The birds and the bees

Schools should teach protection instead of avoiding the subject 

dylan

Dylan Randolph
Online Editor
dylan.randolph@apps.schoolcraft.edu

Around age 10, schools begin to teach students about their bodies and what kind of changes they will go through during puberty. From there students are only required to take one additional health class during their high school experience, to cover all of the remaining, more mature topics. Some schools are now debating about making health classes optional instead of mandatory. Instructors in these classes spend two or more weeks teaching healthy diets, daily exercise and drug usage, along with many other health related topics. However, when it comes to sex education teachers seem to find the subject hard to talk about and tend to either graze over it or let the students do busy work on the topic instead of going into detail about the subject when many times it is sexually transmitted diseases that affect teenagers more than drugs or dietary problems. The U.S Department of Health and Human Resources states that adolescents from the ages of 15 to 24 account for nearly half of the 20 million new cases of sexually transmitted diseases reported each year.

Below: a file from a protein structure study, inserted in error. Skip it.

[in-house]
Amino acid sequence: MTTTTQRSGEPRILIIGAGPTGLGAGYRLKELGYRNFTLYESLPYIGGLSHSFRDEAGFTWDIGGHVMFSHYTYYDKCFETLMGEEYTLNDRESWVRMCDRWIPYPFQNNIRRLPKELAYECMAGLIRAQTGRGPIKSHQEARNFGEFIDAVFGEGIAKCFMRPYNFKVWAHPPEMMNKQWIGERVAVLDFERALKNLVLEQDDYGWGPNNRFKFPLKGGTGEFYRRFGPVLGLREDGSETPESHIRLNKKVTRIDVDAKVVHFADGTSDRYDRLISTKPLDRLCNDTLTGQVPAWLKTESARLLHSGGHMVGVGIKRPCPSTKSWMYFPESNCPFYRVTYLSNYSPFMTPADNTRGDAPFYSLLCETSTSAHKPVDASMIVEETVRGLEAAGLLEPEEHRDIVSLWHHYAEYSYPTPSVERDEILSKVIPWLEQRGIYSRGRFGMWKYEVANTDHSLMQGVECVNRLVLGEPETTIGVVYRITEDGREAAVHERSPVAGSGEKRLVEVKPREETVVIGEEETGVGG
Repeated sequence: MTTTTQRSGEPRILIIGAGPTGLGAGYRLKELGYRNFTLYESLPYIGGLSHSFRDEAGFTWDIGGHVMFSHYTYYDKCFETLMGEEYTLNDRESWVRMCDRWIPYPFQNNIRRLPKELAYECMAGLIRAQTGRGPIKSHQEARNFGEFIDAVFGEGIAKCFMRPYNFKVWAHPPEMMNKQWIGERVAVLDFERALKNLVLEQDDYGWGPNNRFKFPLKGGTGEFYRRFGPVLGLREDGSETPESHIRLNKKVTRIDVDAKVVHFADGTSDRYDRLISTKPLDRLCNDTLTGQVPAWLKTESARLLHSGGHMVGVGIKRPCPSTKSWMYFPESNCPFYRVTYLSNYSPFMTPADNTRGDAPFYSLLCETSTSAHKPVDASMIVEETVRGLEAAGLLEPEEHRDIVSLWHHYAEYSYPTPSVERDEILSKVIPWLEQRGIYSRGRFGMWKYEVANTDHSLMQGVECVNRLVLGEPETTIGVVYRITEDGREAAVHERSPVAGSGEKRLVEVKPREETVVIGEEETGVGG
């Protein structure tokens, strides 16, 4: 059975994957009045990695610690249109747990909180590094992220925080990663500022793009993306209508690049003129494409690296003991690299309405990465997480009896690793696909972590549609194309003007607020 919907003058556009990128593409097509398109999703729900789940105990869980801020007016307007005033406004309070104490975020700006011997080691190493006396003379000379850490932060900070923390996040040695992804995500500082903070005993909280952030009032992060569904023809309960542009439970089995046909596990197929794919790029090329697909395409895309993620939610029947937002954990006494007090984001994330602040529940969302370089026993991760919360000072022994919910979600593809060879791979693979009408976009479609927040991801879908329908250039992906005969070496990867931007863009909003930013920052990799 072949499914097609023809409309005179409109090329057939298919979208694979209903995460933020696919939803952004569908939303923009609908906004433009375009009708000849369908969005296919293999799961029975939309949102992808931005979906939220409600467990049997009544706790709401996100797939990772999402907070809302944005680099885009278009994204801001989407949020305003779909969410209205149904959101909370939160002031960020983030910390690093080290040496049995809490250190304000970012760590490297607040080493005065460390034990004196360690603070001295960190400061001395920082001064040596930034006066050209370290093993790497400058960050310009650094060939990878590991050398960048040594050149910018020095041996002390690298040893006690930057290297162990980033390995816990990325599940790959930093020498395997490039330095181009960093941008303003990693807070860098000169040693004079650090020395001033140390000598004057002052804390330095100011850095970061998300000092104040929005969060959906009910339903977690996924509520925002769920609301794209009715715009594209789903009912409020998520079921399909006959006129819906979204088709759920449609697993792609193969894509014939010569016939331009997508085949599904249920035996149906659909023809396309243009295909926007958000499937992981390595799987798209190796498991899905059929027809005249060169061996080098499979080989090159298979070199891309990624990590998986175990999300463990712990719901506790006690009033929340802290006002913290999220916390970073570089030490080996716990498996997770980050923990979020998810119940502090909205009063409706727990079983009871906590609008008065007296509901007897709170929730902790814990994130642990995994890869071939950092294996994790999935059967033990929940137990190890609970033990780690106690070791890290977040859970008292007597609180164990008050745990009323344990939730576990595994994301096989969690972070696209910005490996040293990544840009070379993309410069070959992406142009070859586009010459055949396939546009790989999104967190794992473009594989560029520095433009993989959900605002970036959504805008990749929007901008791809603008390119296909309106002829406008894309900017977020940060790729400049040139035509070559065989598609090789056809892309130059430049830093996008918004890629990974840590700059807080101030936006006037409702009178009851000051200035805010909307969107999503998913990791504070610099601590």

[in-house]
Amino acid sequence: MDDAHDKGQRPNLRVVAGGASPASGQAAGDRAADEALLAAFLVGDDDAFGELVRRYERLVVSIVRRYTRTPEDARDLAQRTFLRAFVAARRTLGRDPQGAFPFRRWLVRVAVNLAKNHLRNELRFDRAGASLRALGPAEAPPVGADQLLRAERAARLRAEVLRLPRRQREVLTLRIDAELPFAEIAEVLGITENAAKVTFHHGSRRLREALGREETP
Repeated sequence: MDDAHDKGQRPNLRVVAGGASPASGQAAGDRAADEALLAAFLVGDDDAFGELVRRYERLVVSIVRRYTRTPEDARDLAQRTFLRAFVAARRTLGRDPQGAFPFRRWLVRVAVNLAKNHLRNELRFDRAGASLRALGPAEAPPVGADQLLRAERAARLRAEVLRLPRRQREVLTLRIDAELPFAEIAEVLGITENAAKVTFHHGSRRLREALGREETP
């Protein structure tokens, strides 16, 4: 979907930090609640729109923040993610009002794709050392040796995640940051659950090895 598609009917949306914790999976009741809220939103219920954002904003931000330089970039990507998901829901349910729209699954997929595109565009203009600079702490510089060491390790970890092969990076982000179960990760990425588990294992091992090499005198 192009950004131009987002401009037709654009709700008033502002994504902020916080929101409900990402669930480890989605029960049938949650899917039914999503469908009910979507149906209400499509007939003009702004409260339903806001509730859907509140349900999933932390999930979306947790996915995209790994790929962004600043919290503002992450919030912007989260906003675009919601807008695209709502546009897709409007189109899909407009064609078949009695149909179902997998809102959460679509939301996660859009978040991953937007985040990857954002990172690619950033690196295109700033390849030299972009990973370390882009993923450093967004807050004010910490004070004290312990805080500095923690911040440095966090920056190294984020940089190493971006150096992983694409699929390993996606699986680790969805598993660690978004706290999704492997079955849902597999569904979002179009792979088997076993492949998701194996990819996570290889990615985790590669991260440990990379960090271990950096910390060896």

According to the National Conference of State Legislatures website, NCSL.org, only 22 states are required to teach sex education in schools. With sex education not being required, teenagers across the country are being mislead by the media promoting unprotected sex with shows like “Teen Mom” and “16 and Pregnant” airing on popular television networks that target the age range of 15 to 20 years old.

A major point sex education needs to cover is the various forms of protection during sex. When faced with the time of intimacy many teenagers feel too uncomfortable to go into a convenience store to buy a pack of condoms and instead choose not to use them all together, thus risking sexually transmitted diseases and pregnancy. Instead of teenagers having to go out and buy condoms on their own, health classes should supply condoms to students, in case they find themselves in a sexual situation and need to use protection. Schools could also set up what many colleges such as Wayne State University and Saginaw Valley State University have established and create a “Condom Club.” These clubs provide students with sexual protection such as condoms, dental dams for oral protection, lubricant and so on. At least if schools made these condom packs an option for students to receive then the students could have a plan to fall back on.

Sex is a part of everyday life for adults and no one should be ashamed of that. Penis and vagina should not be treated as vulgar words due to the fact that they are a part of the human anatomy and are used for natural things. People should be able to be open with their sexuality but that is not going to happen if they are not taught how to be safe with intimacy in schools.

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